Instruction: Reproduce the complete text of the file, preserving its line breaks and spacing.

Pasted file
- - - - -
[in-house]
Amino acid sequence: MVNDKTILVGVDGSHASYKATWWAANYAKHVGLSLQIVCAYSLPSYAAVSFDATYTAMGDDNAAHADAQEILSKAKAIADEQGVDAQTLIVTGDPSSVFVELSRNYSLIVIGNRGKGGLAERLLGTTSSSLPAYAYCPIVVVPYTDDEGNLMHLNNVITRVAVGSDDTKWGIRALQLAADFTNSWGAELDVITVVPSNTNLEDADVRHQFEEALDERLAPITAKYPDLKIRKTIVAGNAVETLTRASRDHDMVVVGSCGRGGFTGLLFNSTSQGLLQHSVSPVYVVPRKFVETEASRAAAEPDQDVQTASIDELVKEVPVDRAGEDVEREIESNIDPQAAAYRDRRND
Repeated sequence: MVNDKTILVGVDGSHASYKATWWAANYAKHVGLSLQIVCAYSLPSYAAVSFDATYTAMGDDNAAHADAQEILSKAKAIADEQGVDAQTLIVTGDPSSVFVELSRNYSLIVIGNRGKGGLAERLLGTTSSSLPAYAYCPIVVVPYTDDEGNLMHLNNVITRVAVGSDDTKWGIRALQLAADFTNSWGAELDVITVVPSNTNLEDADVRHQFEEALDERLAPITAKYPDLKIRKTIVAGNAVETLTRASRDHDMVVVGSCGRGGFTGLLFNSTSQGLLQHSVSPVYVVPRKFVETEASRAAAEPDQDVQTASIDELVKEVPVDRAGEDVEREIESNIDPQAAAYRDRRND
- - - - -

[in-house]
Amino acid sequence: MVNDKTILVGVDGSHASYKATWWAANYAKHVGLSLQIVCAYSLPSYAAVSFDATYTAMGDDNAAHADAQEILSKAKAIADEQGVDAQTLIVTGDPSSVFVELSRNYSLIVIGNRGKGGLAERLLGTTSSSLPAYAYCPIVVVPYTDDEGNLMHLNNVITRVAVGSDDTKWGIRALQLAADFTNSWGAELDVITVVPSNTNLEDADVRHQFEEALDERLAPITAKYPDLKIRKTIVAGNAVETLTRASRDHDMVVVGSCGRGGFTGLLFNSTSQGLLQHSVSPVYVVPRKFVETEASRAAAEPDQDVQTASIDELVKEVPVDRAGEDVEREIESNIDPQAAAYRDRRND
Repeated sequence: MVNDKTILVGVDGSHASYKATWWAANYAKHVGLSLQIVCAYSLPSYAAVSFDATYTAMGDDNAAHADAQEILSKAKAIADEQGVDAQTLIVTGDPSSVFVELSRNYSLIVIGNRGKGGLAERLLGTTSSSLPAYAYCPIVVVPYTDDEGNLMHLNNVITRVAVGSDDTKWGIRALQLAADFTNSWGAELDVITVVPSNTNLEDADVRHQFEEALDERLAPITAKYPDLKIRKTIVAGNAVETLTRASRDHDMVVVGSCGRGGFTGLLFNSTSQGLLQHSVSPVYVVPRKFVETEASRAAAEPDQDVQTASIDELVKEVPVDRAGEDVEREIESNIDPQAAAYRDRRND